Agile transformation is a journey

By Team Lead bij BeNe Rail International

Leen Dewicke, Team Lead at BeNe Rail International, talks about the path her organization is taking towards a fully Agile way of working.

BeNe Rail international, 
agile way of working
best practice
pilot phase
implementation of agile organization

The joint venture that develops the technology behind international train tickets for the Dutch and Belgian railway organizations set off on a journey. Leen Dewicke, Team Lead at BeNe Rail International, talks about the path her organization is taking towards a fully Agile way of working. She discusses how to pave the way and why leaders are needed instead of managers.

For example, when travelers in the Benelux region book a ticket for the Thalys train, the systems of BeNe Rail International are behind it. Dewicke explains how such systems quickly become outdated since the digitization of the rail industry around the turn of the century. In this sector, commercial margins are shrinking, increasing the demand for a cost-effective approach. Societal trends like "flight shame" are making the railway industry more attractive, intensifying competition among suppliers. These are three significant reasons for BeNe Rail International to become more agile in their approach. Agile working became the way to make their new business strategy a success.

Breaking the waterfall system:

At the start of the pilot phase, the management team decided to embrace Agile methodology as quickly as possible. Some were already fans of this approach, while others were unfamiliar with it. Within the first few weeks, the changed dynamics were noticeable. Dewicke notes that the biggest challenge was to avoid falling into familiar patterns, to break free from the old waterfall system, and to move towards greater collaboration. Choosing the right method is also a pitfall. Dewicke warns that Agile and Scrum are different things and that it's important to choose the most suitable working methods within the Agile methodology.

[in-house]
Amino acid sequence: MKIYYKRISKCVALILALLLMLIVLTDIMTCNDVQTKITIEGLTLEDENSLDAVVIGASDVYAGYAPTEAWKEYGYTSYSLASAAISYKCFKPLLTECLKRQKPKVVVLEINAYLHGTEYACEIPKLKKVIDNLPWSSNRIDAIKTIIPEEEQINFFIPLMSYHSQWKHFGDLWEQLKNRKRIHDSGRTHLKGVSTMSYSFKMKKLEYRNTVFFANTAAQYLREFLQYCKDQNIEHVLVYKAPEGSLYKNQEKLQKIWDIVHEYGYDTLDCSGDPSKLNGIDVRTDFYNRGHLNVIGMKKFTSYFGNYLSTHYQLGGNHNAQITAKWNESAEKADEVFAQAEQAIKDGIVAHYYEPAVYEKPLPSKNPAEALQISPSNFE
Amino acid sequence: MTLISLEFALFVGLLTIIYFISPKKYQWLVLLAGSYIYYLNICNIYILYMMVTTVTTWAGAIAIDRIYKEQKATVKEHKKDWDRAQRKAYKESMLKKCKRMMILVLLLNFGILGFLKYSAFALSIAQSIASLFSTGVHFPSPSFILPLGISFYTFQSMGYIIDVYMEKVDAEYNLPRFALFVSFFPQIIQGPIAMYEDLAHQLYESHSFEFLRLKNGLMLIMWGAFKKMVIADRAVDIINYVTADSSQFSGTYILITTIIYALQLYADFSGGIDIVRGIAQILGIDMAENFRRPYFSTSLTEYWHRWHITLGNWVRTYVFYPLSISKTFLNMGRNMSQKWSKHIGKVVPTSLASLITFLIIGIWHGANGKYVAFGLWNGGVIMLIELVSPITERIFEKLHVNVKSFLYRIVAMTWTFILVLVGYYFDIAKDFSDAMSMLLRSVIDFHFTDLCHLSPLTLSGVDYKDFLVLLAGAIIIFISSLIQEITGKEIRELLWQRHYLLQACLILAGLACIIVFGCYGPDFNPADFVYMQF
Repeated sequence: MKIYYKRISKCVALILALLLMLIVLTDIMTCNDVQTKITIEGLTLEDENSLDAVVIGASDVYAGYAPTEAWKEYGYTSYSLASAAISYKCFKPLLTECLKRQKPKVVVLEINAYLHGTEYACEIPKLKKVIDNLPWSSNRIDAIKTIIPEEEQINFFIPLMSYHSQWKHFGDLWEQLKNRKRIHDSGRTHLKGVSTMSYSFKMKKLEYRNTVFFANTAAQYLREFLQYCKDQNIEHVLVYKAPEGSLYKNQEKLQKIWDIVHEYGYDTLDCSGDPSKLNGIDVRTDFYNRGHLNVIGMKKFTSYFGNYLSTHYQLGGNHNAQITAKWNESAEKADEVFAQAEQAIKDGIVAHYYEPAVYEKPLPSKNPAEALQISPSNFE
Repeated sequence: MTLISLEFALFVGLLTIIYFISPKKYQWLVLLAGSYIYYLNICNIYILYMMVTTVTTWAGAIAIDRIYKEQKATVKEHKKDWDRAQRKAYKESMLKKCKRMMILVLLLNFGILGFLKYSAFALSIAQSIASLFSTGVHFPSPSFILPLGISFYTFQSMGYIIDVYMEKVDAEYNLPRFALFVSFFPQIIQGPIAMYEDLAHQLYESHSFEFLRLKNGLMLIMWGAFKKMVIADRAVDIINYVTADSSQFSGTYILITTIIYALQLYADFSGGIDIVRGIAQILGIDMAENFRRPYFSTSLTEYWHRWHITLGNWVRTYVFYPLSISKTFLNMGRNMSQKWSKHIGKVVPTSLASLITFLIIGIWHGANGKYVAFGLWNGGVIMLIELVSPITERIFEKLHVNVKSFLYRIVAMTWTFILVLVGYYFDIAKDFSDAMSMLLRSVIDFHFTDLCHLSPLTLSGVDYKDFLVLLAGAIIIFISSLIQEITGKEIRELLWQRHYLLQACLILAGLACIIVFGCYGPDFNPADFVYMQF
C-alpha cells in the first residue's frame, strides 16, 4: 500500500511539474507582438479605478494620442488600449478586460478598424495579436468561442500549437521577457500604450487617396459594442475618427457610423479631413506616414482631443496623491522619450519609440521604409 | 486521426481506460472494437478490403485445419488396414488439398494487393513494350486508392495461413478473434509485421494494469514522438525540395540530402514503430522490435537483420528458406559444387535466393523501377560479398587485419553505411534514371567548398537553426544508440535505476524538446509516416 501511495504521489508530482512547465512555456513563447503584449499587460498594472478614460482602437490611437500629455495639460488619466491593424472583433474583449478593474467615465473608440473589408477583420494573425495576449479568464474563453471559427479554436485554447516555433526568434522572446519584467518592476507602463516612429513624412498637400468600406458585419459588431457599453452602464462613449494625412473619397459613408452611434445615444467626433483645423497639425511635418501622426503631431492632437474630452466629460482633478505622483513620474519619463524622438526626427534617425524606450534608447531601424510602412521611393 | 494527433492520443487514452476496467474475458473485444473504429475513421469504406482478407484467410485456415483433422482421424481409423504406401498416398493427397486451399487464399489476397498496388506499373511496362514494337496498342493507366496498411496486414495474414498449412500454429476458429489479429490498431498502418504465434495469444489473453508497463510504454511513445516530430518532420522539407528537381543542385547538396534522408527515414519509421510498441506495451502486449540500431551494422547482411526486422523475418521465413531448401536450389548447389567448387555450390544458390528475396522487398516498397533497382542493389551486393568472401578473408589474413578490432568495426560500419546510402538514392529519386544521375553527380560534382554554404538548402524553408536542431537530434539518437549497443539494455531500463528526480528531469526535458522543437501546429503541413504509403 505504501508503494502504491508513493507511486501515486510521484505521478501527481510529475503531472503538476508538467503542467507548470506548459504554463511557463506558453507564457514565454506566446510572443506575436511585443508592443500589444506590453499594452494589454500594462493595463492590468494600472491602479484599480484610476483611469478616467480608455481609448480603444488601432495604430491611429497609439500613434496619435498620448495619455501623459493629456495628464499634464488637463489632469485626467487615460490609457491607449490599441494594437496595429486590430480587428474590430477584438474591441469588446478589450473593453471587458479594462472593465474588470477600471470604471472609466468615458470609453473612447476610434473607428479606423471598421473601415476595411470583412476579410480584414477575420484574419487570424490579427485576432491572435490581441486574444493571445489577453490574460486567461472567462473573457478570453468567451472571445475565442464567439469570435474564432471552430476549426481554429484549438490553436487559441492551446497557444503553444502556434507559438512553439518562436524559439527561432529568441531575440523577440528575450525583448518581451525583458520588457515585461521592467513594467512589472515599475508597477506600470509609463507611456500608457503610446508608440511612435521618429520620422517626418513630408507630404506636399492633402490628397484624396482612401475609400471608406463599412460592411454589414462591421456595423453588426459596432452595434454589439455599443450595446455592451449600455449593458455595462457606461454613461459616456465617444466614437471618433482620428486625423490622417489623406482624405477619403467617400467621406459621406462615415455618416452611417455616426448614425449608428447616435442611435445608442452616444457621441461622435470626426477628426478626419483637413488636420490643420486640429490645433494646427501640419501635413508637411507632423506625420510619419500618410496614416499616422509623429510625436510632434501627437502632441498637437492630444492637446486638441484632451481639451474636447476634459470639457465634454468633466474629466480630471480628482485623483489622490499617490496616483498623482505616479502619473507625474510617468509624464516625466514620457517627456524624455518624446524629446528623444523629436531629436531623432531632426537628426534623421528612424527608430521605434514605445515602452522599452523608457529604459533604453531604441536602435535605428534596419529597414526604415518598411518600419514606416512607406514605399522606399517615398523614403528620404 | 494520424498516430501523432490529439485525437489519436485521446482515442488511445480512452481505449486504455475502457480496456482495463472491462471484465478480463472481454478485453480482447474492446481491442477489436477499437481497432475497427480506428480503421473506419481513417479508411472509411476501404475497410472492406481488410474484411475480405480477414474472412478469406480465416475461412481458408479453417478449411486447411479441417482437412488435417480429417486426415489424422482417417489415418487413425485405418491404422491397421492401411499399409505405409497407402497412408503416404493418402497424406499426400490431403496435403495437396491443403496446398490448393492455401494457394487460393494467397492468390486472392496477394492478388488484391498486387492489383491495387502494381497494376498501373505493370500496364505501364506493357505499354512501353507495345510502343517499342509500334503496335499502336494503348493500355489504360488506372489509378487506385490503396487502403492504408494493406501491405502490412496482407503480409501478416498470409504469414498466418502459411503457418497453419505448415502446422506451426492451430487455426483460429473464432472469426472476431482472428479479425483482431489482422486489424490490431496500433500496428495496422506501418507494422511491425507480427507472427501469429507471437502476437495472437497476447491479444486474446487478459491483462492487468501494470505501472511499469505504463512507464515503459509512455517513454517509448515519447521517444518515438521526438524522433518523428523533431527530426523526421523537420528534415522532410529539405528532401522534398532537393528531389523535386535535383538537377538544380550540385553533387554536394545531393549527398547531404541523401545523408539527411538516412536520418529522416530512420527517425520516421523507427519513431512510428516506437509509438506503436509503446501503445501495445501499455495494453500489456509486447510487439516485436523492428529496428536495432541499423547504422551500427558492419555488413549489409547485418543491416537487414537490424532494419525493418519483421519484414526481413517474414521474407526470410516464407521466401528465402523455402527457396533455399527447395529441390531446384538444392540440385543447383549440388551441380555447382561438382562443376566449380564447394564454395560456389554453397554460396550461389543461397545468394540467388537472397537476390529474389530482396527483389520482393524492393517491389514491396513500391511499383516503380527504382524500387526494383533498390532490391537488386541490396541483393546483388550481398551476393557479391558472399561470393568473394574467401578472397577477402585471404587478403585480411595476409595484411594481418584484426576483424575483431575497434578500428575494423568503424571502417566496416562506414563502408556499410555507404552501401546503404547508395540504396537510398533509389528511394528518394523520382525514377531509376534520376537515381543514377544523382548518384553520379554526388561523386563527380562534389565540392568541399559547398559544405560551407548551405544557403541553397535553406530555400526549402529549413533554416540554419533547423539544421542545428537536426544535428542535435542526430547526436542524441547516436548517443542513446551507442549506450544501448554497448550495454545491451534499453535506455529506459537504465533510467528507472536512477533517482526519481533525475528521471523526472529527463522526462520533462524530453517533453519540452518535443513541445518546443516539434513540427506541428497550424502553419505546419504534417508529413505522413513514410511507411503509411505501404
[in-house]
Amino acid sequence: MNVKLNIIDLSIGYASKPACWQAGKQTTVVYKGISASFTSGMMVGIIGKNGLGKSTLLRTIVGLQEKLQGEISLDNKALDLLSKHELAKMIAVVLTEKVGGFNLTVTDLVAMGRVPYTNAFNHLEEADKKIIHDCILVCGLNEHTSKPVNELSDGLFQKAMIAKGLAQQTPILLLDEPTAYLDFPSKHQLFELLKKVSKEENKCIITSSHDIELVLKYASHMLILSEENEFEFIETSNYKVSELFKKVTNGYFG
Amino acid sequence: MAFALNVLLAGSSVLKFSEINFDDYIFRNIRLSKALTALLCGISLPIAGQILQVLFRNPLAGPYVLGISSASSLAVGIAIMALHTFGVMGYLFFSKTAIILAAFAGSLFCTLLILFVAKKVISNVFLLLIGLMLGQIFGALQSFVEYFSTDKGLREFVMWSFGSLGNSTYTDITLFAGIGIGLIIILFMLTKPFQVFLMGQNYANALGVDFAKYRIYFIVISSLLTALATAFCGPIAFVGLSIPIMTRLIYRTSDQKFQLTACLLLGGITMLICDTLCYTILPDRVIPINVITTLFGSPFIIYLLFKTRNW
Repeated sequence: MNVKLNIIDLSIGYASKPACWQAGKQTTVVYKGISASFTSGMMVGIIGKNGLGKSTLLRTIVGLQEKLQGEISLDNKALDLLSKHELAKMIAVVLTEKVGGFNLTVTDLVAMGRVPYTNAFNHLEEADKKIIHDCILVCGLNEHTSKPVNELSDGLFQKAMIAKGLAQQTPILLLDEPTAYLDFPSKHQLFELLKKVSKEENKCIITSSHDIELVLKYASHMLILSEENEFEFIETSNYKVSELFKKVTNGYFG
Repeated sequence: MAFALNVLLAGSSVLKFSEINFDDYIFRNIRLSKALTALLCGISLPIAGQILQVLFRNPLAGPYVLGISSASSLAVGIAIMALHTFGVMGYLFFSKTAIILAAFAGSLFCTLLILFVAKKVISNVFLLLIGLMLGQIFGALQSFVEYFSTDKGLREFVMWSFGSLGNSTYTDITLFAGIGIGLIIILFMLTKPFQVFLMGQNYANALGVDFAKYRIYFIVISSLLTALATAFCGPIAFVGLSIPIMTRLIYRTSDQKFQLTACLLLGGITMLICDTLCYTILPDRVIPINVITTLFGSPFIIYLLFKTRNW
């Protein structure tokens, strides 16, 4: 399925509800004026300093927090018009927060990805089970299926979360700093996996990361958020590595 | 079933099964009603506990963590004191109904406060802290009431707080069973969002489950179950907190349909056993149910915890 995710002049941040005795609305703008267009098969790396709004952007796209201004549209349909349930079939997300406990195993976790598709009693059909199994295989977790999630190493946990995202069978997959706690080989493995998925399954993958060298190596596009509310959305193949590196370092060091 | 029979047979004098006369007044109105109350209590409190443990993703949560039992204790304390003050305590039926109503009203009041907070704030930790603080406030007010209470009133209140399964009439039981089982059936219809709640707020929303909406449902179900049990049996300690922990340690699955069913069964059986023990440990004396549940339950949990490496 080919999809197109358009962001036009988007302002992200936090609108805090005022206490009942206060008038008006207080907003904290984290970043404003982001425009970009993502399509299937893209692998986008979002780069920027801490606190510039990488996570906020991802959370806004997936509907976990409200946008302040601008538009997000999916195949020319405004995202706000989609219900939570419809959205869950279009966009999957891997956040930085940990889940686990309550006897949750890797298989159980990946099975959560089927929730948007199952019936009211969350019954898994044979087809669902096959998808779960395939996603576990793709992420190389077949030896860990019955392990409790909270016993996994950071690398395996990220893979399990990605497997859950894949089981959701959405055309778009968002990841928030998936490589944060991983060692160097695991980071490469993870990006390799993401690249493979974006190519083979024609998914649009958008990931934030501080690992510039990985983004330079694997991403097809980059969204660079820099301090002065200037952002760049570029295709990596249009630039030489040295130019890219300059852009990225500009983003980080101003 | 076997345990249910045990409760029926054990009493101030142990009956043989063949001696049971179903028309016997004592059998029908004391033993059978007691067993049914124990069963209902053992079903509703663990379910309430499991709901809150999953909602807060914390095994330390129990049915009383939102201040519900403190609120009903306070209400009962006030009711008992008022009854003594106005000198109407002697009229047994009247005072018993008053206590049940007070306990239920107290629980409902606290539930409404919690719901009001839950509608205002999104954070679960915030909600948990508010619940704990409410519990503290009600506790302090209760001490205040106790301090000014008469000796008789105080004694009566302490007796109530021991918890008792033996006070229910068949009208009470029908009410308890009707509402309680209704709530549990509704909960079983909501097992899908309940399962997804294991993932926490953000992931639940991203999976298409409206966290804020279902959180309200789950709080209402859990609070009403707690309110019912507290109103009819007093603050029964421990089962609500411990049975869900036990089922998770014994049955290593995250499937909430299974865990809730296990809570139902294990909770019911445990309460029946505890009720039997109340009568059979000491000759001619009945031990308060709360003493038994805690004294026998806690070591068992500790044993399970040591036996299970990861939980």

Finding a route over the mountain

At BeNe Rail International, Kanban proved to be a suitable method, as it provides teams with a better understanding of the workload. The decision about which approach works within Agile is sometimes only clear during the journey, Dewicke believes. She understands that organizations often see the transition to Agile as a huge mountain. Her experience is that simply taking the first steps will naturally reveal a path over that mountain. According to her, introducing Agile is the easiest step; the implementation, which involves making choices and overcoming resistance, requires attention. BeNe Rail International deliberately chose Highberg because they emphasize guiding and coaching during the implementation after the introduction, focusing on both the 'soft' and 'hard' aspects of the Agile transformation.

Benefits of the hybrid period

On the journey towards becoming a fully Agile organization, BeNe Rail International is currently in a hybrid phase. Some teams are working according to new methods, while a part of the organization still operates in the old way. This phase requires a lot of coordination between these two worlds. In this inevitable period, Dewicke sees disadvantages but also benefits. The trial period on a smaller scale provides important lessons that guide decisions for broader implementation. The energy of Agile is already leaving a distinct mark. Dewicke observes how sharing sprint reviews from Agile teams encourages the rest of the organization. Everyone now sees how closely developers can align with customer needs. The teams are growing and staying connected.

The essence of practicing Agile

Dewicke considers encountering resistance on the path to Agile working within the organization to be nothing more than human. She has personally experienced how, during the transition, one can move through various stages of the Kübler-Ross change curve, including responses like denial, negotiation, and acceptance. In her view, the journey towards a different way of working demands not only something from the teams but also from the type of leadership. In fact, traditional managers are no longer necessary, as they mainly employ control as a tool, whereas what is needed are leaders who provide trust, inspire, and foster team growth. Throughout this journey, her advice is to consistently adhere to the essence of Agile and to continually observe the world around you in order to determine whether your organization is still keeping pace with changes. This way, you remain relevant and engaged.

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